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of their religious duties and services, they omit them the more, perhaps altogether, and pretend that their minds are so distressed, that they cannot go up to the house of the Lord or attend at his sacramental table. These things ought not to be so. No, my suffering friends, let every earthly affliction lead you nearer to God, make you more attentive to all parts of your service to him, and teach you to seek your comfort in the ordinances of his house. Oh! never sit at home brooding over your bereavements, or whatever other cause may fill your hearts with grief, but go to the holy house of God, and there shew your submission and love. Go to that house of which he has said, "In this place will I give peace." There, my brethren, yes there, in the obedient fulfilment of every duty to God, you will be "accepted in his sight," obtain also the testimony of an approving conscience, and find your sorrows soothed, and your burdens lightened.



LEVIT. XIII. 45, 46.

And the Leper in whom the plague is, his clothes shall be rent, and his head bare, and he shall put a covering upon his upper lip, and shall cry unclean, unclean. All the days wherein the plague shall be in him, he shall be defiled; he is unclean: he shall dwell alone, without the camp shall his habitation be.

We have seen much of the various offerings which the Jews under the law had to bring to make atonement for their sins, whereby the ceremonial guilt which they had contracted might be forgiven them. And in these things the gospel was preached unto them, and some shadowy intimations given them of the means by which their moral guilt might be put away.

But another great truth had to be exhibited to them. There is such a thing as natural depravity and inherent corruption, an infection deeply seated in the very constitution of man, brought with him into the world at his birth, and breaking out upon him in various moral defilements. How was this great truth, which is so clearly revealed to us, which is so necessary to be both known and felt by all, and which, when known and felt, brings men so directly to Christ, how, I ask, was this great leading truth of the gospel shadowed forth unto the Jews in their preparatory state? It was conveyed to them, indistinctly indeed, but yet most aptly, as it now appears to us who see it by the light of the gospel, by that multiplicity of enactments, under which God placed them, by which they would contract ceremonial uncleanness. From natural causes, by bodily diseases, by the touch of various things and animals, they were continually becoming ceremonially unclean. The thoughtful Jew could not help perceiving how frequently he became defiled by some one or other of these circumstances;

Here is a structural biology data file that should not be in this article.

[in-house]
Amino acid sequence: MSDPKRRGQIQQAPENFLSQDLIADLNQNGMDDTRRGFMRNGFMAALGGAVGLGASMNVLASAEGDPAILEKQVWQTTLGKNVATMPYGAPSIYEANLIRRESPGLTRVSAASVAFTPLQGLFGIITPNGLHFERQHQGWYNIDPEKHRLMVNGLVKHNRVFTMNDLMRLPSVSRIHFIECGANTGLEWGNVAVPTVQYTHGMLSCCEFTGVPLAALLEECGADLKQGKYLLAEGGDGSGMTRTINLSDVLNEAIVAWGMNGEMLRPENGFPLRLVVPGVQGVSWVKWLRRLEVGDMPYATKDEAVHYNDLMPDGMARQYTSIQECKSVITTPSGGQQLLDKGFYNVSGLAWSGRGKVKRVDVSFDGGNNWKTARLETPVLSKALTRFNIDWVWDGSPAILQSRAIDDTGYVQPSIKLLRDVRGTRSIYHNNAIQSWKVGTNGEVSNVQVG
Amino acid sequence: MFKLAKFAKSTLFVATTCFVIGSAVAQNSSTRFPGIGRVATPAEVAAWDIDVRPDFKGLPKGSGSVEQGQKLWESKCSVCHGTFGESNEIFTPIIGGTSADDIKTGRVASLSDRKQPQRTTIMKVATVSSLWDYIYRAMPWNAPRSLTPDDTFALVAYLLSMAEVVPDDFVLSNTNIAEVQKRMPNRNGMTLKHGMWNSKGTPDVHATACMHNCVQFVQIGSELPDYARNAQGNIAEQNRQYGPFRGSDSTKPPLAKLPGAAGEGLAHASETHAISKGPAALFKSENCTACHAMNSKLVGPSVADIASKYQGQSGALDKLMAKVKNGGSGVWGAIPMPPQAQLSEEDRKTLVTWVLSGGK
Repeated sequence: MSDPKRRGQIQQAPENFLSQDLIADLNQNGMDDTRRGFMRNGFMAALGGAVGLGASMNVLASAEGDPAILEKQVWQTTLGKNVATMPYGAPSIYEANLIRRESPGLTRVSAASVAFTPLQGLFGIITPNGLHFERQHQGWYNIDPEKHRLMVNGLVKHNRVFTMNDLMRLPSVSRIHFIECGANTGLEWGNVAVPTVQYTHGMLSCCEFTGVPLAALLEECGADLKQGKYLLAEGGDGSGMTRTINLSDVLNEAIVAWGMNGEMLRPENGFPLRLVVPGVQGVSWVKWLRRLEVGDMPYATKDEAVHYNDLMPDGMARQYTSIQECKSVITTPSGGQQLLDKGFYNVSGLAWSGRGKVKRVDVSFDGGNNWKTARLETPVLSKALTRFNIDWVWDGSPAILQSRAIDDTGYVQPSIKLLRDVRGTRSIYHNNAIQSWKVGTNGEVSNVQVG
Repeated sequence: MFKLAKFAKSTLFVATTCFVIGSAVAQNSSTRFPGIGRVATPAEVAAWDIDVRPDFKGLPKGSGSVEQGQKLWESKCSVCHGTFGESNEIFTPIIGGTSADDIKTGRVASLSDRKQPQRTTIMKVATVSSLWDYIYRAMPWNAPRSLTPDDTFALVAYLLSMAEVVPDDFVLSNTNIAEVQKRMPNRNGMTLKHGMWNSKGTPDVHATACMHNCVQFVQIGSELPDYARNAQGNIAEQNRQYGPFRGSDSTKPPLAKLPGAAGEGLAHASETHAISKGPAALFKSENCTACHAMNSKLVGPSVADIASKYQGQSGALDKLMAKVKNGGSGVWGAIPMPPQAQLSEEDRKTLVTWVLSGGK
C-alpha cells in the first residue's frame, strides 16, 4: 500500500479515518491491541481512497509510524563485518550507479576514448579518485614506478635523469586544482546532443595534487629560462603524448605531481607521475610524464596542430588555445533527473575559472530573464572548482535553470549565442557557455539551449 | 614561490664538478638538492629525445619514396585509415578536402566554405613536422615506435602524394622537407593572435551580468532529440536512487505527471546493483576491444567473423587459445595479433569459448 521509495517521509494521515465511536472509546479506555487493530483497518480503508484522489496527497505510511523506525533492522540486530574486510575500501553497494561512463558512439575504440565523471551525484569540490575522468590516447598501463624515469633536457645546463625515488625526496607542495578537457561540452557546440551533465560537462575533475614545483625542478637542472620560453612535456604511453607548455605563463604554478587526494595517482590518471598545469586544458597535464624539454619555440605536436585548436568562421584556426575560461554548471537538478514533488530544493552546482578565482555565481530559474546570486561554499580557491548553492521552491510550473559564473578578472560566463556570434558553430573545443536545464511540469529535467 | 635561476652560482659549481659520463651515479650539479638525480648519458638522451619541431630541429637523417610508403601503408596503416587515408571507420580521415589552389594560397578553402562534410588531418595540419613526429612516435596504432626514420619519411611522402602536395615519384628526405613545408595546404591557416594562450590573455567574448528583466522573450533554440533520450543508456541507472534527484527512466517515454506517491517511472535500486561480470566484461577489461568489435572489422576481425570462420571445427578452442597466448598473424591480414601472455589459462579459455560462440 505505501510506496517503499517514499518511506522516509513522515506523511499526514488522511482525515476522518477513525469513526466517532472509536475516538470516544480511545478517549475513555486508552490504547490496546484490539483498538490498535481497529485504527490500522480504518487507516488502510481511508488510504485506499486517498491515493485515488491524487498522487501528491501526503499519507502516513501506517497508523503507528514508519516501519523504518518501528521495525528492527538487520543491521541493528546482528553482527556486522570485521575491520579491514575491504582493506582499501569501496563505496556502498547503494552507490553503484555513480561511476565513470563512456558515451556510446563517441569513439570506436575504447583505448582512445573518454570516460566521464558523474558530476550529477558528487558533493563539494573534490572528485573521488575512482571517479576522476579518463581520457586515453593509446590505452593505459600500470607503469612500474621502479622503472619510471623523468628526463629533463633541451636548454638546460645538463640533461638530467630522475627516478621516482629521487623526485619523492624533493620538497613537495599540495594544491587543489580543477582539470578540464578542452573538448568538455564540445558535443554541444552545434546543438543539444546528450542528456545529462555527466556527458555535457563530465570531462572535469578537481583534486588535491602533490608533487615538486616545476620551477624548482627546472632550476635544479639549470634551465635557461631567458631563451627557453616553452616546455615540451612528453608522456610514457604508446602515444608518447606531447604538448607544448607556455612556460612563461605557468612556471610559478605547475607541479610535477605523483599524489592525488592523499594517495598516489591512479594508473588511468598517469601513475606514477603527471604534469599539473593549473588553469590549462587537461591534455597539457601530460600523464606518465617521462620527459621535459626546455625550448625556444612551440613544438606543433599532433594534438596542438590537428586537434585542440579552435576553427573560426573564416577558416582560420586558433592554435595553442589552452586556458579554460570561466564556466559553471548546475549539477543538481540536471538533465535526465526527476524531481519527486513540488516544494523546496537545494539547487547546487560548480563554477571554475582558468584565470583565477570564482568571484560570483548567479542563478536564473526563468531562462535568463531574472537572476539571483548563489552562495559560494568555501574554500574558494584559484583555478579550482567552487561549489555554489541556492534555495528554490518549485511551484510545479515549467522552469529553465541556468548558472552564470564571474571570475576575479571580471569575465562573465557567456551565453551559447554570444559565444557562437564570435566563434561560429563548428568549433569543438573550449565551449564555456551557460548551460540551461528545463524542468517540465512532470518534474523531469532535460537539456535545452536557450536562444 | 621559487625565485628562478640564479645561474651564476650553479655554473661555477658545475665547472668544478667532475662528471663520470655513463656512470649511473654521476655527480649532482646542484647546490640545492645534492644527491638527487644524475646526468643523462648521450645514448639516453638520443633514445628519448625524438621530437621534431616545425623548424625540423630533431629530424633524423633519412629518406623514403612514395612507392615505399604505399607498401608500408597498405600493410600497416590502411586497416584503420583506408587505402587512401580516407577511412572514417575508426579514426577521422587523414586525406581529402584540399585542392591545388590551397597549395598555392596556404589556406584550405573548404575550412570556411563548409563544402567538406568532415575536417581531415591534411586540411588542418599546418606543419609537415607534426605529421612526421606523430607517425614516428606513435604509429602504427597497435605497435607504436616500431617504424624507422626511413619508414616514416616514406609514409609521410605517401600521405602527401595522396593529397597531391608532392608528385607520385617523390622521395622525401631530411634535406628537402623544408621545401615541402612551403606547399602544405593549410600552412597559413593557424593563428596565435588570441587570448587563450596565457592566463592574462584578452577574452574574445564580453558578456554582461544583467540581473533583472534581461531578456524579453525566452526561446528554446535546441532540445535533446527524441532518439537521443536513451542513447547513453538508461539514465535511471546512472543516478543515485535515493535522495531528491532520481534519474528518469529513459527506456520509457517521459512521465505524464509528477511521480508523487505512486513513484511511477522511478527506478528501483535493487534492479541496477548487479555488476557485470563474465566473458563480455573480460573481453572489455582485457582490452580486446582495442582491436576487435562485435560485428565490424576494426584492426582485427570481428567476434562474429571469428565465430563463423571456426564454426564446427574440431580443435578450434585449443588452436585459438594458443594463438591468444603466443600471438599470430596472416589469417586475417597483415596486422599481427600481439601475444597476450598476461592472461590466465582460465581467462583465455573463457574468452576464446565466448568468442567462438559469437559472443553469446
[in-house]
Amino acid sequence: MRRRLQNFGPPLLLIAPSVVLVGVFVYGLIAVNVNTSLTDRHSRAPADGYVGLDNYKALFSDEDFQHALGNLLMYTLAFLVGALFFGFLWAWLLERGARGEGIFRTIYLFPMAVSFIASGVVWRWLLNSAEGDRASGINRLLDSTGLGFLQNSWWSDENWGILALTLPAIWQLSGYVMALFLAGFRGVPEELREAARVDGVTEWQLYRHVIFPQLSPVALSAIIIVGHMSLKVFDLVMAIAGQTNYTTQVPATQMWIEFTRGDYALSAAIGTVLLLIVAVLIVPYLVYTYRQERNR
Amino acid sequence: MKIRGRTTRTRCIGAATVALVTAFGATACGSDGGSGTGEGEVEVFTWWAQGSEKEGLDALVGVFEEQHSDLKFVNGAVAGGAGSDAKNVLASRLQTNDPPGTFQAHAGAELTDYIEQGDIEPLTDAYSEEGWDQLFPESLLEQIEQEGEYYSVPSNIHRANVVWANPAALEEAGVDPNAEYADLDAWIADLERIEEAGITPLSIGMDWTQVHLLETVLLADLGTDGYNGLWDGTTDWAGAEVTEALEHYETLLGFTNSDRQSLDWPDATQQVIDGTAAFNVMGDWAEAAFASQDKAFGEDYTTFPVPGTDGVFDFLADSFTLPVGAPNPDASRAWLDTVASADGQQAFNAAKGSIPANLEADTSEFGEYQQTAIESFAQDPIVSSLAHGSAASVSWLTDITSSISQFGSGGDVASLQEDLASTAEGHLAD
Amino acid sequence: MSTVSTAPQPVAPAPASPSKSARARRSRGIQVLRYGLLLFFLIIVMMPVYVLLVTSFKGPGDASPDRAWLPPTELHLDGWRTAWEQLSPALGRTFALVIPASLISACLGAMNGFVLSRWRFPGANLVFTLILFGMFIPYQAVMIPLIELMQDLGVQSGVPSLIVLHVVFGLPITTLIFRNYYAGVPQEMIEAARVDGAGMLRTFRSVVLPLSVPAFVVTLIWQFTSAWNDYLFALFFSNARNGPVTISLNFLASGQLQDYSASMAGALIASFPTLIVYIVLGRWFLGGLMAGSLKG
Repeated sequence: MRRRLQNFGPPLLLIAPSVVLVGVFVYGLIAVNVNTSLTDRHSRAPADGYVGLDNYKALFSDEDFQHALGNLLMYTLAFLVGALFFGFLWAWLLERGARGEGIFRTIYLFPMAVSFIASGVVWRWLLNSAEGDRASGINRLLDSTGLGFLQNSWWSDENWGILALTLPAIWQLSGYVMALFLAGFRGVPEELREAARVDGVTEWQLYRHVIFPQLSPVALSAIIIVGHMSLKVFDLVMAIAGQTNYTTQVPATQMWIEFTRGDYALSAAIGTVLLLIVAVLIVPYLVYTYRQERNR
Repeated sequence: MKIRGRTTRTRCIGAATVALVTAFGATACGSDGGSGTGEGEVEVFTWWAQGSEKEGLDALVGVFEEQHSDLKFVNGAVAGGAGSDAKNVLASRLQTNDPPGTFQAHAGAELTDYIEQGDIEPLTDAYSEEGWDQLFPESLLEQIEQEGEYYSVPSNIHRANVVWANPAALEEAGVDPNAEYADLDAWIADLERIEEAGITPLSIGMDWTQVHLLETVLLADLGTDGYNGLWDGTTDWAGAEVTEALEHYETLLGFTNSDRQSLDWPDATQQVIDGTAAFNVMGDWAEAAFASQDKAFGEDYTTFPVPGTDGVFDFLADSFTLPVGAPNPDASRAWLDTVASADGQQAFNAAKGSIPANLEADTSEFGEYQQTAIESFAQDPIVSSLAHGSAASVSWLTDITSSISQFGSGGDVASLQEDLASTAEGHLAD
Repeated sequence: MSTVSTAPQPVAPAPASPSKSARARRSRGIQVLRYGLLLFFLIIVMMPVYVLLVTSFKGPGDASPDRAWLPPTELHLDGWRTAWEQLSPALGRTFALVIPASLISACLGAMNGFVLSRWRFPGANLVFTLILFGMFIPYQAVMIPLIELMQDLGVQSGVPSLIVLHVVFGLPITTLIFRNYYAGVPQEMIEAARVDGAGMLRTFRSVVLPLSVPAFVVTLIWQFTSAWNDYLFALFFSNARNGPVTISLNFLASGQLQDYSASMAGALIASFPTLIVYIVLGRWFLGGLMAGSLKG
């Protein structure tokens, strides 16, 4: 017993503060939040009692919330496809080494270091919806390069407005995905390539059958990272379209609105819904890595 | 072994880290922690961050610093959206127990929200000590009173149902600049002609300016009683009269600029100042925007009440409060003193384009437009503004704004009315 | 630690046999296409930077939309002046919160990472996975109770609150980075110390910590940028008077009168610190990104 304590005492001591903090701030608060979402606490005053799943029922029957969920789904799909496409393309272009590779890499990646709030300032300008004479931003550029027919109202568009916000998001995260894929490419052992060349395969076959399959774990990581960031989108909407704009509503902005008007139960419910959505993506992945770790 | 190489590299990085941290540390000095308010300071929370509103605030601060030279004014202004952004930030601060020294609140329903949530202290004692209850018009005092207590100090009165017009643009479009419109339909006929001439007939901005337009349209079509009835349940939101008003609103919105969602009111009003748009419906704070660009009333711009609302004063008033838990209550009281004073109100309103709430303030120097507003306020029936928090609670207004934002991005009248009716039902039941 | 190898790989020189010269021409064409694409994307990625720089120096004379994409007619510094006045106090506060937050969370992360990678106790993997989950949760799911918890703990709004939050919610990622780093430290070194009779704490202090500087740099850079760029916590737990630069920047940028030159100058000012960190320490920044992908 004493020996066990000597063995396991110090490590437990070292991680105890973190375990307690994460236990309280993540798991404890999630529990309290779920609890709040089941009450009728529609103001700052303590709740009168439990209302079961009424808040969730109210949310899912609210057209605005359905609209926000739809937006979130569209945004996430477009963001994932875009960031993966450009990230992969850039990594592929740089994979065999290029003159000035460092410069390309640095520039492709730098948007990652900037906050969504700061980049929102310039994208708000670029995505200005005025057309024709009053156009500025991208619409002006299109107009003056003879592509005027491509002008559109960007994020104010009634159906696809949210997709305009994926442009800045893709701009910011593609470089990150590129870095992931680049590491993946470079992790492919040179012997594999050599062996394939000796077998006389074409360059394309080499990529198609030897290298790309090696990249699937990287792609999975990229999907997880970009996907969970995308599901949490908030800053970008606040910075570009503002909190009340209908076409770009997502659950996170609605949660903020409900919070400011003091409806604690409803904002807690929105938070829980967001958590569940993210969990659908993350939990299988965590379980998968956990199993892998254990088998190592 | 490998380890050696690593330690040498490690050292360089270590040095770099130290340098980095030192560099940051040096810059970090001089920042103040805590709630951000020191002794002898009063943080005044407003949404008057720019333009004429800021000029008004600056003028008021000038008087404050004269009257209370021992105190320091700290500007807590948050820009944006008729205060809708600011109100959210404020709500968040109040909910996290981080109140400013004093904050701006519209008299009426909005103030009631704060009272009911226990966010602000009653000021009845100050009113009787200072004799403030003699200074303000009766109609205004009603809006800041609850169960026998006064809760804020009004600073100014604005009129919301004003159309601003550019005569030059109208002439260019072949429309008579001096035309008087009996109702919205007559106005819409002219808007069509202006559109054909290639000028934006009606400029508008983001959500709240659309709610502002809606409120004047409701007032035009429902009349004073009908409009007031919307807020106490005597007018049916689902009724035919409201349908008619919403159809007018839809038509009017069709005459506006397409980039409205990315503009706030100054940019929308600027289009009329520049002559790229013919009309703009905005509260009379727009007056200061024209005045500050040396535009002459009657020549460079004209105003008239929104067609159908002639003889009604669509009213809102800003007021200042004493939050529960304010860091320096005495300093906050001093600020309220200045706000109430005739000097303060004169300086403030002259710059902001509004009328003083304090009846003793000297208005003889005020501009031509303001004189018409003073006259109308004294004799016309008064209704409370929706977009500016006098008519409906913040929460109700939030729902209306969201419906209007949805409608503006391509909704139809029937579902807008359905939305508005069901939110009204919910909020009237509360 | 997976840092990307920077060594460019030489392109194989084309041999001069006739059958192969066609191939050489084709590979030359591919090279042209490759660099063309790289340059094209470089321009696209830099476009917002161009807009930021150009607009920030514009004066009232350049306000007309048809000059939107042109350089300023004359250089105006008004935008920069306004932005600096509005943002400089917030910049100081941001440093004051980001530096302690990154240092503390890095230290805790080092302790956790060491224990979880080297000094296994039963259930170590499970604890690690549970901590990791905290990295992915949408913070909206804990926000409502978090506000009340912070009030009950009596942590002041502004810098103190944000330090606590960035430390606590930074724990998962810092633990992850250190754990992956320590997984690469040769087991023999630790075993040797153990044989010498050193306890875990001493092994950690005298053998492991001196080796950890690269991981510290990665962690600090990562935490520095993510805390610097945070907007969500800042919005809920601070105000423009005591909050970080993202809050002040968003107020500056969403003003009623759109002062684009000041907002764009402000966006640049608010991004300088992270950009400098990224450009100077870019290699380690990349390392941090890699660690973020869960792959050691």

he would necessarily suffer great inconvenience from the laws which related to them; and would feel great pain of mind at being banished so repeatedly from God and his ordinances. Now this was the method which God in his wisdom took to intimate to them, in that preparatory dispensation, the universal defilement of the human race, which is set forth so plainly in the gospel. And while this truth thus obscurely shone upon them, the other great truths of the gospel connected with it were at the same time shadowed forth, namely, the necessity of being both cleansed and sanctified, with the methods by which both cleansing and sanctification might be obtained. The requirement of God by these laws is expressed in the eleventh chapter, the forty-fourth and forty-fifth verses, "I am the Lord your God: ye shall therefore sanctify yourselves, and ye shall be holy; for I am holy." But they were necessarily often defiled, and made ceremonially unholy; and then the Lord shewed them that atonement must be made by sacrifice, and that they must be purified by blood, and sanctified by



oil. Now what does the Lord require of us but that we should be holy? And inasmuch as we are not holy, but defiled by sin, we also are required to bring a sacrifice, the sacrifice of Christ, we are also to be purified by his blood, and sanctified by his Spirit.

It is not my intention to discuss all the various ways by which the Jews might become ceremonially unclean, nor the minute differences in the manner of their purification. It seems sufficient for my purpose of expounding these books of Moses to you to take the case of leprosy alone. This will furnish us with all the great features of ceremonial defilement, and of the laws relating to its purification.

The leprosy was a most extraordinary disease, and the kind of it with which the Jews were afflicted, was peculiar to that nation. It was often, some think always, judicially inflicted as a punishment from God for some particular and grievous sin, of which Miriam, Ussiah, and Gehazi, are striking and wellknown instances. It was often found in garments of woollen or linen, and also in their

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